By: Natalie Kay, Partner in Kelley Kronenberg’s Fort Lauderdale office focusing her practice on Family and Marital Law.
The current COVID-19 Global Pandemic has created unique challenges for all of us with significant impact to those divorced/separated parents attempting to follow their Parenting Plan or time-sharing schedules and has caused much confusion when making the decision to rigidly follow the stay-at-home restrictions instituted in an area or the terms of a Parenting Plan/Court Order.
While there are some parents that are attempting to utilize the provisions set forth in local stay-at-home orders to permit the retention of their children during this Pandemic, in direct contravention of their Parenting Plans, we have not found any authority to support such position in the Broward County, Florida Order.
Because many of the governmental stay-at-home orders that have recently gone into effect both nationally and internationally have failed to specifically address whether or not an exception is carved out for children to freely move between the residences of their separated parents during the Pandemic, parents are left confused, bewildered, and fearful that they may not see their children for an indefinite period of time; or conversely, perhaps they will be forced to be the sole caretaker for their children for an unidentified period of time.
Several State Supreme Courts, including Michigan and California, have issued statements ordering that all parenting time-sharing orders are to be followed throughout any government restrictions on travel or freedom of movement.
After significant confusion to parents in reports from the UK Government, UK Minister Michael Gove has now made it publically clear that children who split their time between their separated/divorced parents’ homes in the UK, are free to continue to move between the residences during any governmentally mandated lockdown period.
France has similarly permitted the movement of parents during their lockdown to facilitate time-sharing exchanges of their minor children.
However, there have been reports of the Police in Spain, a country facing some of the strictest lockdown measures (including the prevention of outdoor exercising), are enforcing the lockdown against separated/divorced parents leaving their homes to exchange their minor children.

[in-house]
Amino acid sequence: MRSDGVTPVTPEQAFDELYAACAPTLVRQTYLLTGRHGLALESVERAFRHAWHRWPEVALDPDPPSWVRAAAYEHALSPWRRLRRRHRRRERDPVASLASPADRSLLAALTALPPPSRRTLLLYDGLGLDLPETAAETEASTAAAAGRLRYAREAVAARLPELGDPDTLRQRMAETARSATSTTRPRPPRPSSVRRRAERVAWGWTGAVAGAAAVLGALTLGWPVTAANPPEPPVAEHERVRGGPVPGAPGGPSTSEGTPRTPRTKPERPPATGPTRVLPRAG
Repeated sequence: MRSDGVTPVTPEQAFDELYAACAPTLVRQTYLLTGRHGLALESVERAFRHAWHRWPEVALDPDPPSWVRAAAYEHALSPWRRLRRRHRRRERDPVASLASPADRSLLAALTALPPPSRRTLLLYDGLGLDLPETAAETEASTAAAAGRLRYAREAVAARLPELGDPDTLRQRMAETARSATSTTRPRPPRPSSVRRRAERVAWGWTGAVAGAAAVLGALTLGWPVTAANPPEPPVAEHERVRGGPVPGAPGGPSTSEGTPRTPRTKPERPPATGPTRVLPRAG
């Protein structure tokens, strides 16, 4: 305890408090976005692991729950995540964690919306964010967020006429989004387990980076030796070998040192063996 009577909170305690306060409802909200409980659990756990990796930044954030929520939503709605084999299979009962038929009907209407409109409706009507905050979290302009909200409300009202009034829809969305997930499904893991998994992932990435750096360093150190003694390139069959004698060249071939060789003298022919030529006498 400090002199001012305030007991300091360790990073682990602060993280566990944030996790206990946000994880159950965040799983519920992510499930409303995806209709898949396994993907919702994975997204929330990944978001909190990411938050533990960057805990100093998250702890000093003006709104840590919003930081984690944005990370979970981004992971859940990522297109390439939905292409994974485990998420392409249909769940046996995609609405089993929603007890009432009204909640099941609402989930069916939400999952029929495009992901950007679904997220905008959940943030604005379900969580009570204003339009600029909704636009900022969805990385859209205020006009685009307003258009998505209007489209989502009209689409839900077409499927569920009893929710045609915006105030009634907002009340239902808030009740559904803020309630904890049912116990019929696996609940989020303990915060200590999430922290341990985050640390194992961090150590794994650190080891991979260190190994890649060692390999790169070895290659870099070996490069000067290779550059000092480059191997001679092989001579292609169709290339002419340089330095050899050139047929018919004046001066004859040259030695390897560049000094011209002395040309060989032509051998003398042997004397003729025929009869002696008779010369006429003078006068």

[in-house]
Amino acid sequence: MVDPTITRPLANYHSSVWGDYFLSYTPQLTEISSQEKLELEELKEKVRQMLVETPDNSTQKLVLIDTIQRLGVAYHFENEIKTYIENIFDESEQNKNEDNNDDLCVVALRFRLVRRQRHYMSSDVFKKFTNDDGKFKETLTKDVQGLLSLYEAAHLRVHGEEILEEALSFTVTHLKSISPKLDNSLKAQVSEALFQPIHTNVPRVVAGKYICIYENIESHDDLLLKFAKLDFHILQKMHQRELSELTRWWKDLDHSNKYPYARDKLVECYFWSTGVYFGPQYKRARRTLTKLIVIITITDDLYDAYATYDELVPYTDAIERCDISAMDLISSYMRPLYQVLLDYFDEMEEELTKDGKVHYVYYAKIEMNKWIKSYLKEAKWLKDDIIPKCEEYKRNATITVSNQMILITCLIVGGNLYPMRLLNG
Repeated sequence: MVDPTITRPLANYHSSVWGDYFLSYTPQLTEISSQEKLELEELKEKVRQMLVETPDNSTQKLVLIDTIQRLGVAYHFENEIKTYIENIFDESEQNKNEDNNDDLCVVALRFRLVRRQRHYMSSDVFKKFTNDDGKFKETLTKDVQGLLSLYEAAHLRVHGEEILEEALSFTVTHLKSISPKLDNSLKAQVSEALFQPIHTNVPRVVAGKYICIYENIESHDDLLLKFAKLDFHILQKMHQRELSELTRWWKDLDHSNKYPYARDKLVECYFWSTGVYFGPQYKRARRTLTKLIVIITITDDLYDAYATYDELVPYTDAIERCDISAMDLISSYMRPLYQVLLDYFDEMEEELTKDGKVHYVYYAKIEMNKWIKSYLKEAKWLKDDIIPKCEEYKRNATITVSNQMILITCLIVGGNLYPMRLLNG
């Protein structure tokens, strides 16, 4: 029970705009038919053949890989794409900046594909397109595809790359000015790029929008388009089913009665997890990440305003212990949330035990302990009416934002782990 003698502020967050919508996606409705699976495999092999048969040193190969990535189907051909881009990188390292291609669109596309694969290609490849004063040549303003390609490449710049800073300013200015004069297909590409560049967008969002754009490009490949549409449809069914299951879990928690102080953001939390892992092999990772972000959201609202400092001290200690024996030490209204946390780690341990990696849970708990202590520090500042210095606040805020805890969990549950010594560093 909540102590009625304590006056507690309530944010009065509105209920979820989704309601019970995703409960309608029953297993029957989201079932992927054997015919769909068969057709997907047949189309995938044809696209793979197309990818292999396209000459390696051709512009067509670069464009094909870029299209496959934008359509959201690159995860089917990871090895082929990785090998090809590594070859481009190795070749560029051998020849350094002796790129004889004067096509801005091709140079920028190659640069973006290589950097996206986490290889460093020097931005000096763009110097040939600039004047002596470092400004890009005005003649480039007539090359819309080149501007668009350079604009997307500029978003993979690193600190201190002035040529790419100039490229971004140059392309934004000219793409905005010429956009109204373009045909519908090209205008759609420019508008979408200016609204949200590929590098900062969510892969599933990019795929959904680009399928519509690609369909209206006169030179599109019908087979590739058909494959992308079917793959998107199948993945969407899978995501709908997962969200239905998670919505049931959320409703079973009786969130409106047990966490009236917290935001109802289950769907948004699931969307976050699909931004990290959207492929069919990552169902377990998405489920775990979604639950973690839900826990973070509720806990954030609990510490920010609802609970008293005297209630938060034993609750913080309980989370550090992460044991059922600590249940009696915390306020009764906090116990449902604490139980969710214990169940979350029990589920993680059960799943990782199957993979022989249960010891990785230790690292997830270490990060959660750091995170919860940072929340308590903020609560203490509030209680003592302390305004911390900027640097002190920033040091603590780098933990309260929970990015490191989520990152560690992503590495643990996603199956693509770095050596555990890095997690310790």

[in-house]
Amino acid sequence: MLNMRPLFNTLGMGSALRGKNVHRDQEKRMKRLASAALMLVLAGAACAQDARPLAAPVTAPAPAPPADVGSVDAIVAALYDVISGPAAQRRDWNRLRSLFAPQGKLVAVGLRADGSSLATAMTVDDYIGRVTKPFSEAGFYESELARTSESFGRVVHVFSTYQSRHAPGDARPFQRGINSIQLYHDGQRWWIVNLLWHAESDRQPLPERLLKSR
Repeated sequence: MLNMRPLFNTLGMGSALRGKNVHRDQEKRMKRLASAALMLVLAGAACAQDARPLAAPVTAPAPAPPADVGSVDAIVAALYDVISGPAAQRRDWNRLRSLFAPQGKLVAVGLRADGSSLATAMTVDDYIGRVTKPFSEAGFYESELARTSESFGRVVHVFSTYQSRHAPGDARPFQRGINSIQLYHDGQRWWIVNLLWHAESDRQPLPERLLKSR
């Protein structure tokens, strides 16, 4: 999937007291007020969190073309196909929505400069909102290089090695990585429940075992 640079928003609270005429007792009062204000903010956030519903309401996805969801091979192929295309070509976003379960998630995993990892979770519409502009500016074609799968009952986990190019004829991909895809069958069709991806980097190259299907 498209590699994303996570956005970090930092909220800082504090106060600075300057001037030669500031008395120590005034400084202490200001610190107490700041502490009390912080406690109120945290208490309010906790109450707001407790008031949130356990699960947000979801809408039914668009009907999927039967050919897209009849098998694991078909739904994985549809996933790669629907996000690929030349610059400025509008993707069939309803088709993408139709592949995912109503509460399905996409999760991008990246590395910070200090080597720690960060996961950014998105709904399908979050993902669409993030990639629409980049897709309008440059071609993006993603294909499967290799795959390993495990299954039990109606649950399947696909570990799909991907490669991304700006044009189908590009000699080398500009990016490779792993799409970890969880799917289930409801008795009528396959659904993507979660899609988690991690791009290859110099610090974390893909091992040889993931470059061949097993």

Our best advice is to make every effort to utilize this worldwide, unprecedented, pandemic to bridge some of the distance between you and your co-parent, despite what may have been years of combativeness and perhaps, litigation. This is an extremely challenging time for every family, even those intact families living under one roof. Try to be mindful of what is best for your children during what is likely a very scary and overwhelming time for them. Perhaps continuing to institute as much routine and stability, including mealtimes, academics, and play, along with adhering to the time-sharing schedule that your children have come to anticipate, as much as possible, is best and most comforting to their young minds. Be flexible. If you legitimately believe that exchanging your children with your co-parent will be to the child’s detriment, perhaps because your co-parent refuses to adhere to, or is unable to adhere to the recommendations of the CDC, then try to be creative to ensure continuous remote access. Set up frequent, regular and ongoing opportunities for your child and co-parent to communicate via FaceTime, Zoom, Skype, or the like. Let the other parent come and visit the children from outside your residence, ensuring social-distancing. If allowable in your area, and suitable for your aged children, meet in a public place, park six (6) feet apart and remain in your vehicles at all times with the windows down so the children can see their other parent face-to-face and know they are okay.
In short, absent specific written governmental prohibitions, if you have a Parenting Plan or a Court Order in place, follow it; if you have an informal time-sharing schedule that you have been following, continue to follow it. If you have legitimate and justifiable fears that your co-parent will not follow the social-distancing and protective practices recommended by governmental bodies and accordingly may risk exposure to the children, then we recommend contacting an experienced family law practitioner so that your personal situation can be properly assessed, before you unilaterally disregard the terms of your agreement or prior court order and risk penalties for the same.
Further guidance from the American Association of Matrimonial Lawyers can be found here: Seven Guidelines for Divorced/Separated Parents with Children During Pandemic.
Disclaimer: This article is intended to provide you with general information regarding the impact of a potential or actual coronavirus pandemic. The contents of this article are not intended to provide specific legal advice.
For more information, please contact Natalie Kay, firstname.lastname@example.org or TEXT, 954-546-9842.